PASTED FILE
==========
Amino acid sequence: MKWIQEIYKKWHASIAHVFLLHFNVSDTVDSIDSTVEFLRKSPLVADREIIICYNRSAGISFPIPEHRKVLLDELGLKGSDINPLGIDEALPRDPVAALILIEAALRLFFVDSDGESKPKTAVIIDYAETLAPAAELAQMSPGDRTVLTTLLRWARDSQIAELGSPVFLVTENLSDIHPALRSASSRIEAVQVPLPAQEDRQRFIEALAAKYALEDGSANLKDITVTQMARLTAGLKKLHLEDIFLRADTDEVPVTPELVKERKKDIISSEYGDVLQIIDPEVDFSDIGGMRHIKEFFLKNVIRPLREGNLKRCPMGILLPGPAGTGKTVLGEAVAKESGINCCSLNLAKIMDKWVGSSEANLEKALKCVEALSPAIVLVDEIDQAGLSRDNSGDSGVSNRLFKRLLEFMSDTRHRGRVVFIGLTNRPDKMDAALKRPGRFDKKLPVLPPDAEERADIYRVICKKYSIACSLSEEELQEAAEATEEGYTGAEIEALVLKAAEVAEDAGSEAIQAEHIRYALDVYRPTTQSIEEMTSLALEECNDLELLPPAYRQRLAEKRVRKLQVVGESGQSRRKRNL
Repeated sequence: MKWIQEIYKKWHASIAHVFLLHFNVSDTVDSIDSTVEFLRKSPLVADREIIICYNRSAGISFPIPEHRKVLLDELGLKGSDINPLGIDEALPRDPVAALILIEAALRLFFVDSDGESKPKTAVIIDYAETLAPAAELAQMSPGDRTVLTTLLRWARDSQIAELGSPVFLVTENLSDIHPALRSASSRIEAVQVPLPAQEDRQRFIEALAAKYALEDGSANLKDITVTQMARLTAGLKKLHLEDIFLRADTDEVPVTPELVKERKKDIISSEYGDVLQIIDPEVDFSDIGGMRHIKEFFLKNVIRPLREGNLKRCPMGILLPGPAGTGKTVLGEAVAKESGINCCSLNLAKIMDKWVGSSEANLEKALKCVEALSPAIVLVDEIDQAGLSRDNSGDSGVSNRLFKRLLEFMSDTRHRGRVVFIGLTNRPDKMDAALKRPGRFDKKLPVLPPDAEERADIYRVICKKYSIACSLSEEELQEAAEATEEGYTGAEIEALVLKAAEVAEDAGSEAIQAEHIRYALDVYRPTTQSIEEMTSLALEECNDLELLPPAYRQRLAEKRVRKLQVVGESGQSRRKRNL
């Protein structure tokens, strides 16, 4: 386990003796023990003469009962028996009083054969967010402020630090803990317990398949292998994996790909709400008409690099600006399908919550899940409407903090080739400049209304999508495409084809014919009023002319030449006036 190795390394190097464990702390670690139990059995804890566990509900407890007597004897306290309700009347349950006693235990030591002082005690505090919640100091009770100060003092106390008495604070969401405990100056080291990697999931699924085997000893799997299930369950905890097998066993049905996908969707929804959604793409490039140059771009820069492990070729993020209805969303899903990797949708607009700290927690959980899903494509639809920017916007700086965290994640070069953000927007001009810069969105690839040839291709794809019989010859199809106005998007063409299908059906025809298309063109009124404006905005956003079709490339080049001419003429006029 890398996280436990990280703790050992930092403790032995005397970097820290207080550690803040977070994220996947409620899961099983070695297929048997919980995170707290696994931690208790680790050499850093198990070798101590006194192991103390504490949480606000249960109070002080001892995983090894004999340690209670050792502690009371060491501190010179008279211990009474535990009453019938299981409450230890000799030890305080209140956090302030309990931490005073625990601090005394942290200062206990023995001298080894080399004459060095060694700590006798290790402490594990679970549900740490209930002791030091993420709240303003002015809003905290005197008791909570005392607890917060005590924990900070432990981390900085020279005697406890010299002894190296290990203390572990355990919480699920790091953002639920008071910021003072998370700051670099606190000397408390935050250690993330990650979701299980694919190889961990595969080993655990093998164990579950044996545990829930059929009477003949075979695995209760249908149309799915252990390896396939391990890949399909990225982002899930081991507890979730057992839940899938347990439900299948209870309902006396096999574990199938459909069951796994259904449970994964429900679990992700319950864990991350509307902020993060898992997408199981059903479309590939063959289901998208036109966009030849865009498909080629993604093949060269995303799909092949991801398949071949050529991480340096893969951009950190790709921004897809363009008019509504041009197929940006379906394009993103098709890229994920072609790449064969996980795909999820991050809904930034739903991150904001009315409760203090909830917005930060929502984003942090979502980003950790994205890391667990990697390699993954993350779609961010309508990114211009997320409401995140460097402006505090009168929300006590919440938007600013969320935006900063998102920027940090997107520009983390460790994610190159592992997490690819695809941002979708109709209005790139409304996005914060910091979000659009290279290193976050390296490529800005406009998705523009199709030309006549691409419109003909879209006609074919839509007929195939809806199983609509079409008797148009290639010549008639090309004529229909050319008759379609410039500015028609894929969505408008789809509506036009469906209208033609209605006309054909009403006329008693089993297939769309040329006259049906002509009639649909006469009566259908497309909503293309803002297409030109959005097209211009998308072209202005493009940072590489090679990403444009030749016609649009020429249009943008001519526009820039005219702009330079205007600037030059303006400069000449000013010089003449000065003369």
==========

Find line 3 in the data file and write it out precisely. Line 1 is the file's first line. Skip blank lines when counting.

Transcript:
């Protein structure tokens, strides 16, 4: 386990003796023990003469009962028996009083054969967010402020630090803990317990398949292998994996790909709400008409690099600006399908919550899940409407903090080739400049209304999508495409084809014919009023002319030449006036 190795390394190097464990702390670690139990059995804890566990509900407890007597004897306290309700009347349950006693235990030591002082005690505090919640100091009770100060003092106390008495604070969401405990100056080291990697999931699924085997000893799997299930369950905890097998066993049905996908969707929804959604793409490039140059771009820069492990070729993020209805969303899903990797949708607009700290927690959980899903494509639809920017916007700086965290994640070069953000927007001009810069969105690839040839291709794809019989010859199809106005998007063409299908059906025809298309063109009124404006905005956003079709490339080049001419003429006029 890398996280436990990280703790050992930092403790032995005397970097820290207080550690803040977070994220996947409620899961099983070695297929048997919980995170707290696994931690208790680790050499850093198990070798101590006194192991103390504490949480606000249960109070002080001892995983090894004999340690209670050792502690009371060491501190010179008279211990009474535990009453019938299981409450230890000799030890305080209140956090302030309990931490005073625990601090005394942290200062206990023995001298080894080399004459060095060694700590006798290790402490594990679970549900740490209930002791030091993420709240303003002015809003905290005197008791909570005392607890917060005590924990900070432990981390900085020279005697406890010299002894190296290990203390572990355990919480699920790091953002639920008071910021003072998370700051670099606190000397408390935050250690993330990650979701299980694919190889961990595969080993655990093998164990579950044996545990829930059929009477003949075979695995209760249908149309799915252990390896396939391990890949399909990225982002899930081991507890979730057992839940899938347990439900299948209870309902006396096999574990199938459909069951796994259904449970994964429900679990992700319950864990991350509307902020993060898992997408199981059903479309590939063959289901998208036109966009030849865009498909080629993604093949060269995303799909092949991801398949071949050529991480340096893969951009950190790709921004897809363009008019509504041009197929940006379906394009993103098709890229994920072609790449064969996980795909999820991050809904930034739903991150904001009315409760203090909830917005930060929502984003942090979502980003950790994205890391667990990697390699993954993350779609961010309508990114211009997320409401995140460097402006505090009168929300006590919440938007600013969320935006900063998102920027940090997107520009983390460790994610190159592992997490690819695809941002979708109709209005790139409304996005914060910091979000659009290279290193976050390296490529800005406009998705523009199709030309006549691409419109003909879209006609074919839509007929195939809806199983609509079409008797148009290639010549008639090309004529229909050319008759379609410039500015028609894929969505408008789809509506036009469906209208033609209605006309054909009403006329008693089993297939769309040329006259049906002509009639649909006469009566259908497309909503293309803002297409030109959005097209211009998308072209202005493009940072590489090679990403444009030749016609649009020429249009943008001519526009820039005219702009330079205007600037030059303006400069000449000013010089003449000065003369």